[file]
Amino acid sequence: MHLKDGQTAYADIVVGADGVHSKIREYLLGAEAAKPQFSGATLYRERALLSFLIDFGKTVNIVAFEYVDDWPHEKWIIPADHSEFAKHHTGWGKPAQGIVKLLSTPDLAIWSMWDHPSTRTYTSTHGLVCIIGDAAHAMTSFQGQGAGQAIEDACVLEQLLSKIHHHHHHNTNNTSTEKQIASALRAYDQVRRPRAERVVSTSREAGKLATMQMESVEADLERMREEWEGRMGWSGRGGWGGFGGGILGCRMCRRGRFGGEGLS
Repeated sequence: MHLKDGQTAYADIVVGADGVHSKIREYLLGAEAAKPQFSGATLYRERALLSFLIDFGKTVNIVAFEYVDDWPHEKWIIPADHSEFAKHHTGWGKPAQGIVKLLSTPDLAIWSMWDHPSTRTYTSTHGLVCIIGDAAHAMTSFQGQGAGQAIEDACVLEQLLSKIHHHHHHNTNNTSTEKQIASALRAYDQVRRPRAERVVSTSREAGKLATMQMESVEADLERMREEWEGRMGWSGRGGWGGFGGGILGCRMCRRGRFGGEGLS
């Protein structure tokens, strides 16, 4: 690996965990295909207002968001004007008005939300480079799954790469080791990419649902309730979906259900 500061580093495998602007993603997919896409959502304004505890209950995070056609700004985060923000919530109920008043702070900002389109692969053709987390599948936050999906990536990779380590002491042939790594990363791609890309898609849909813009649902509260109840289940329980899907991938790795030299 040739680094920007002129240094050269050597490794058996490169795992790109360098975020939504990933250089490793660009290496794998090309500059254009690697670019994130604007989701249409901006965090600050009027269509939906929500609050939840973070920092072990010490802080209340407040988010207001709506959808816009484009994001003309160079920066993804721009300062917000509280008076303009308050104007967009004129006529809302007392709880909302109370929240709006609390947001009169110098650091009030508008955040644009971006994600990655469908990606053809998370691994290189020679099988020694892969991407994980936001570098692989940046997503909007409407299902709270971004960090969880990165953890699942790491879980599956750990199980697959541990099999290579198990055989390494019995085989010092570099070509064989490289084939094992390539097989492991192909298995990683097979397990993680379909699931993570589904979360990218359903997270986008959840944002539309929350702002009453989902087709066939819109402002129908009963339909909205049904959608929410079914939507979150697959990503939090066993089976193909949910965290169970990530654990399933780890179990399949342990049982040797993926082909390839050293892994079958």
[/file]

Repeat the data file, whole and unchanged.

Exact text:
Amino acid sequence: MHLKDGQTAYADIVVGADGVHSKIREYLLGAEAAKPQFSGATLYRERALLSFLIDFGKTVNIVAFEYVDDWPHEKWIIPADHSEFAKHHTGWGKPAQGIVKLLSTPDLAIWSMWDHPSTRTYTSTHGLVCIIGDAAHAMTSFQGQGAGQAIEDACVLEQLLSKIHHHHHHNTNNTSTEKQIASALRAYDQVRRPRAERVVSTSREAGKLATMQMESVEADLERMREEWEGRMGWSGRGGWGGFGGGILGCRMCRRGRFGGEGLS
Repeated sequence: MHLKDGQTAYADIVVGADGVHSKIREYLLGAEAAKPQFSGATLYRERALLSFLIDFGKTVNIVAFEYVDDWPHEKWIIPADHSEFAKHHTGWGKPAQGIVKLLSTPDLAIWSMWDHPSTRTYTSTHGLVCIIGDAAHAMTSFQGQGAGQAIEDACVLEQLLSKIHHHHHHNTNNTSTEKQIASALRAYDQVRRPRAERVVSTSREAGKLATMQMESVEADLERMREEWEGRMGWSGRGGWGGFGGGILGCRMCRRGRFGGEGLS
């Protein structure tokens, strides 16, 4: 690996965990295909207002968001004007008005939300480079799954790469080791990419649902309730979906259900 500061580093495998602007993603997919896409959502304004505890209950995070056609700004985060923000919530109920008043702070900002389109692969053709987390599948936050999906990536990779380590002491042939790594990363791609890309898609849909813009649902509260109840289940329980899907991938790795030299 040739680094920007002129240094050269050597490794058996490169795992790109360098975020939504990933250089490793660009290496794998090309500059254009690697670019994130604007989701249409901006965090600050009027269509939906929500609050939840973070920092072990010490802080209340407040988010207001709506959808816009484009994001003309160079920066993804721009300062917000509280008076303009308050104007967009004129006529809302007392709880909302109370929240709006609390947001009169110098650091009030508008955040644009971006994600990655469908990606053809998370691994290189020679099988020694892969991407994980936001570098692989940046997503909007409407299902709270971004960090969880990165953890699942790491879980599956750990199980697959541990099999290579198990055989390494019995085989010092570099070509064989490289084939094992390539097989492991192909298995990683097979397990993680379909699931993570589904979360990218359903997270986008959840944002539309929350702002009453989902087709066939819109402002129908009963339909909205049904959608929410079914939507979150697959990503939090066993089976193909949910965290169970990530654990399933780890179990399949342990049982040797993926082909390839050293892994079958």